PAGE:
Funnily enough, the ward nurse couldn’t understand why, for the rest of my stay, I didn’t want the full dose of painkillers…

    Take care, don’t worry about being woozy, and look after yourself. 😉

    #13329
    Noodles @noodles

    Some interesting thoughts in this thread about who will replace Matt Smith…I haven’t read all the comments, 7 pages makes me lazy! Honestly, I’d rather see the name ‘Doctor’ be an honorary or hereditary title, and Susan takes it on. A plot where she somehow escaped the Time Lock / Time War (remember, she was left on Earth with David in the 1960’s) and the TARDIS finds her and the story carries on.

    Carole Ann Ford takes the part of Susan for a few episodes being called ‘Grandmother’ by her family before regenerating…now you have a female Doctor. It’d be a nice call back to the classic series…and since we can all assume ‘Susan’ is her first regeneration, it opens up the series for 11 more. Who is the regenerated Susan? Jenna-Louise Coleman…Clara Oswald.

    I know most of the previous posts deal with ‘facts’ found on the i-net, or news stories…but as a fan, this is what I would prefer to see than some deus ex machina pulled out of the arse of Stephen Moffat. It just seems the modern series strays further and further away from the classic…it’s time to pull Nu-Who back to the original.

    N~dles

     

    #13330
    Nick @nick

    @bluesqueakpip @htpbdet @Shazzbot (and others before)

    Thank you for an interesting discussion on what Mr Moffat may have choosen to do in the 50th (and Christmas ?) episode(s). One thought that crossed my mind while reading it, is that while we didn’t see who follows Matt Smith as the 12th (or is it 13th ?) Doctor in his timeline in the last episode, now Matt Smith has announced his departure, the production team are completely free to show the Doctor after Matt Smith (without showing the regeneration itself) as well as including John Hurt’s (he could be the 9th, 12th, Zero or a new actor 13th as a matter of fact). [apologies if someone has pointed this out already. I haven’t read it here or anywhere else]. The possibilities he (or they) have potentially created by having the Doctor enter his own timeline at the same time as we know the lead actor will change are really quite extraordinary.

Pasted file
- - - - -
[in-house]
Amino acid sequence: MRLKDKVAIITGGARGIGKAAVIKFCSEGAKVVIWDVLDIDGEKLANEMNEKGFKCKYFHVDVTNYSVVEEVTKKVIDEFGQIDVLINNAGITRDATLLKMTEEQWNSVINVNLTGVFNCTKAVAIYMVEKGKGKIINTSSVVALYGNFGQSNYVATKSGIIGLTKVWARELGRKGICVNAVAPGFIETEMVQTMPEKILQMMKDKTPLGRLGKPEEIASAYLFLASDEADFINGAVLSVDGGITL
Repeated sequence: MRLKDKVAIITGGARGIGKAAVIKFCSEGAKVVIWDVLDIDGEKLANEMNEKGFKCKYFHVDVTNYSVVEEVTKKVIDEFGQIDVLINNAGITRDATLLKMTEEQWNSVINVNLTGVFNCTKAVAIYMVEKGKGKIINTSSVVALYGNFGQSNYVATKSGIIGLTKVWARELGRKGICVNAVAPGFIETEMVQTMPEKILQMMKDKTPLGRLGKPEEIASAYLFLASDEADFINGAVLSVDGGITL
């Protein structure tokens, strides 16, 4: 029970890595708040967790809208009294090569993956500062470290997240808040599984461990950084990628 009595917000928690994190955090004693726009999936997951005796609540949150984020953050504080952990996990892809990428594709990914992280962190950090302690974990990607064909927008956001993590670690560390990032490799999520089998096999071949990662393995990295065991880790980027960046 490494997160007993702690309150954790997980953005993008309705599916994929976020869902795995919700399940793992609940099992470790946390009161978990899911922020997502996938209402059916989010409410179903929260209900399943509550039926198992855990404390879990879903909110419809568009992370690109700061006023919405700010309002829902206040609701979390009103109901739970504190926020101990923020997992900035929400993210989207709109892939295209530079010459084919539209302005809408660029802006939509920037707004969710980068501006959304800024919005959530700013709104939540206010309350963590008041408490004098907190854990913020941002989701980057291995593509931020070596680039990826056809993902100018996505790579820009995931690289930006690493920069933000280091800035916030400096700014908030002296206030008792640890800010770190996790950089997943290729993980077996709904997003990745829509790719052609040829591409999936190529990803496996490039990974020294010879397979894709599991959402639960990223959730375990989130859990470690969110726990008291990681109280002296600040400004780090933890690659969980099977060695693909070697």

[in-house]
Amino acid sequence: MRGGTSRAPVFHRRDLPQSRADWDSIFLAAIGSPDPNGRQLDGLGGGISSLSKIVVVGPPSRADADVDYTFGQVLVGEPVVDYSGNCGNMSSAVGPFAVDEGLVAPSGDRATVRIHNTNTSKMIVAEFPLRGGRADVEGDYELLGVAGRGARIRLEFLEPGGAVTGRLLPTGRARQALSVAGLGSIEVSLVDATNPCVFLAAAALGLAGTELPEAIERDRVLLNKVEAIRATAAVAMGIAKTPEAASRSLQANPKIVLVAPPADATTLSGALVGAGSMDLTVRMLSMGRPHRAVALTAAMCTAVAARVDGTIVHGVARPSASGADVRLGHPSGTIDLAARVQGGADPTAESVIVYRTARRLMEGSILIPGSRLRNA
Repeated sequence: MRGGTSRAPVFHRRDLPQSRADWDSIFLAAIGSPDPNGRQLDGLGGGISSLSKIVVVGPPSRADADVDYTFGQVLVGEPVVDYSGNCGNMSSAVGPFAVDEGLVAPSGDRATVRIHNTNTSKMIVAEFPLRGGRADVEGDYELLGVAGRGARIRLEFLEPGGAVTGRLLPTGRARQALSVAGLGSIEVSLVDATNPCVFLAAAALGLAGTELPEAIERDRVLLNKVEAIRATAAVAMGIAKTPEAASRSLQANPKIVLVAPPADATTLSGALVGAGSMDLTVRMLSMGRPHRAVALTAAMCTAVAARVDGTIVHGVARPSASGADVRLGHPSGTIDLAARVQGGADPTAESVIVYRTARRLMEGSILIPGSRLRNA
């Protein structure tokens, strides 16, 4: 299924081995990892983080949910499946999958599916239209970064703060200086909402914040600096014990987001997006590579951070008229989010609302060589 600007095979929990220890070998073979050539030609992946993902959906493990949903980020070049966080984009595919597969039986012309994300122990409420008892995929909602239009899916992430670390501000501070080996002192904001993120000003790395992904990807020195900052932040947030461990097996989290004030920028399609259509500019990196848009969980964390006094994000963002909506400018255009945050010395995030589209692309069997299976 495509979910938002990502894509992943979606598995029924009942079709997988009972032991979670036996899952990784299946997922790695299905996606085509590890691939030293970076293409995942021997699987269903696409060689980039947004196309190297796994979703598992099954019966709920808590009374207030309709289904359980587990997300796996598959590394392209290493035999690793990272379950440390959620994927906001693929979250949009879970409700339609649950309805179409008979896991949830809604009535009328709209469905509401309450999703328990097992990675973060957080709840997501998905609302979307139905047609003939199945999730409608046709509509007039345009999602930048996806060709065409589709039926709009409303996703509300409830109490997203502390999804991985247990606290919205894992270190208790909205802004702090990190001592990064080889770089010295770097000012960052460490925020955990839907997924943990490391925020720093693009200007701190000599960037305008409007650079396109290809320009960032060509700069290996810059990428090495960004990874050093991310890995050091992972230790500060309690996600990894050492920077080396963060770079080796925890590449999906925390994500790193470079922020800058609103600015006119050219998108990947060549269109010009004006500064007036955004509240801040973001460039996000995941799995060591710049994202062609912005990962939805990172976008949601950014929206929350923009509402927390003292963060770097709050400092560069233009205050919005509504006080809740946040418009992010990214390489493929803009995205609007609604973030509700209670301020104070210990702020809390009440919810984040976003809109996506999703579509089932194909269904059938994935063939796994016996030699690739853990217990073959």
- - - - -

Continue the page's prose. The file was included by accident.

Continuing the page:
Illustrating my point, just a little:

    • It seems to me that we can be “sure” that Matt Smith is the 11th Doctor but he may well be the 12th incarnation
    • John Hurt seems to fit in somewhere in the past rather than future because 11 seems to know who he is and what he did. I think he fits in better as the “TimeWar” Doctor (between Paul McGann’s 8 and Chris Eccleston’s 10) [but that’s a matter of opinion and preference right now. You can equally speculate whether JH 9 started and/or finished the Timewar if you like or did something completely different indeed]
    • John Hurt really is zero. It makes sense to me that William Hartnell chose to become the Doctor and leave Gallifrey for a reason. Why does he leave ? John Hurt zero made a decision(s) or lived his incarnation in a way that his subsequent selves repudiated. [Personally I choose to disbelieve this option. Looking at the William Hartnell stories with hindsight I’d say that the Doctor chooses his name sometime before he becomes the Doctor we know as he switches from the explorer in time and space we initially meet to the Doctor we know with Ian and Barbera’s influence and help].